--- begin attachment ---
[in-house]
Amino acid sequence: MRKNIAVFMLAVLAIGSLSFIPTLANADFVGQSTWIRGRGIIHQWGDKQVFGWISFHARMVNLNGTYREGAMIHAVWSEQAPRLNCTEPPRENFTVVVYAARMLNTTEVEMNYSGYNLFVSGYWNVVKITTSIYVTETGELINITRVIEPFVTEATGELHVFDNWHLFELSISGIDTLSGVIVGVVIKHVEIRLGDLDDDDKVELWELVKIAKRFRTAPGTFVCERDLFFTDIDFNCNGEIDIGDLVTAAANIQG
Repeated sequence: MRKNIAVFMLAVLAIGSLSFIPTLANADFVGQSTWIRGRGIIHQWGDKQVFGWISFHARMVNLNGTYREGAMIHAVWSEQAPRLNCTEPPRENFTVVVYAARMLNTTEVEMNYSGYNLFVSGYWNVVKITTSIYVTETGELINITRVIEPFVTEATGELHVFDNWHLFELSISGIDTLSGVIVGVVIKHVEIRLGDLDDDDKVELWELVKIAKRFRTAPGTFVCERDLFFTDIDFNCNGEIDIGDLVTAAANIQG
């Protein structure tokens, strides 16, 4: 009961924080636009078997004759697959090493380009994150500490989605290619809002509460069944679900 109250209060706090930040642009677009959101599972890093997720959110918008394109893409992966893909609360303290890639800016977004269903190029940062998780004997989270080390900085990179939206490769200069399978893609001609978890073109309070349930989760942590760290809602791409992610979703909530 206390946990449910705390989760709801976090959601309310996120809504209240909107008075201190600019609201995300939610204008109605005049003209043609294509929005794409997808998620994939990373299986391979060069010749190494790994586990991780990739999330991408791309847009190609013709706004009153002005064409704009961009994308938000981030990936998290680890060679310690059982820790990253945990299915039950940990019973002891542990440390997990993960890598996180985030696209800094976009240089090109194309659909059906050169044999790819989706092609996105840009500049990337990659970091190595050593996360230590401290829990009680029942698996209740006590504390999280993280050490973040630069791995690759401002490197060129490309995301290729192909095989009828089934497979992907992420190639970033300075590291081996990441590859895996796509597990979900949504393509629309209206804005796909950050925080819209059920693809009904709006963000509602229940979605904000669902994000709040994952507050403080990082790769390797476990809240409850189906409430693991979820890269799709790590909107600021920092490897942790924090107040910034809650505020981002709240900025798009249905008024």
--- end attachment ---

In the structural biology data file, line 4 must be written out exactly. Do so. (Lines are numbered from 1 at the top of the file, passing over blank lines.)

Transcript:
């Protein structure tokens, strides 16, 4: 009961924080636009078997004759697959090493380009994150500490989605290619809002509460069944679900 109250209060706090930040642009677009959101599972890093997720959110918008394109893409992966893909609360303290890639800016977004269903190029940062998780004997989270080390900085990179939206490769200069399978893609001609978890073109309070349930989760942590760290809602791409992610979703909530 206390946990449910705390989760709801976090959601309310996120809504209240909107008075201190600019609201995300939610204008109605005049003209043609294509929005794409997808998620994939990373299986391979060069010749190494790994586990991780990739999330991408791309847009190609013709706004009153002005064409704009961009994308938000981030990936998290680890060679310690059982820790990253945990299915039950940990019973002891542990440390997990993960890598996180985030696209800094976009240089090109194309659909059906050169044999790819989706092609996105840009500049990337990659970091190595050593996360230590401290829990009680029942698996209740006590504390999280993280050490973040630069791995690759401002490197060129490309995301290729192909095989009828089934497979992907992420190639970033300075590291081996990441590859895996796509597990979900949504393509629309209206804005796909950050925080819209059920693809009904709006963000509602229940979605904000669902994000709040994952507050403080990082790769390797476990809240409850189906409430693991979820890269799709790590909107600021920092490897942790924090107040910034809650505020981002709240900025798009249905008024």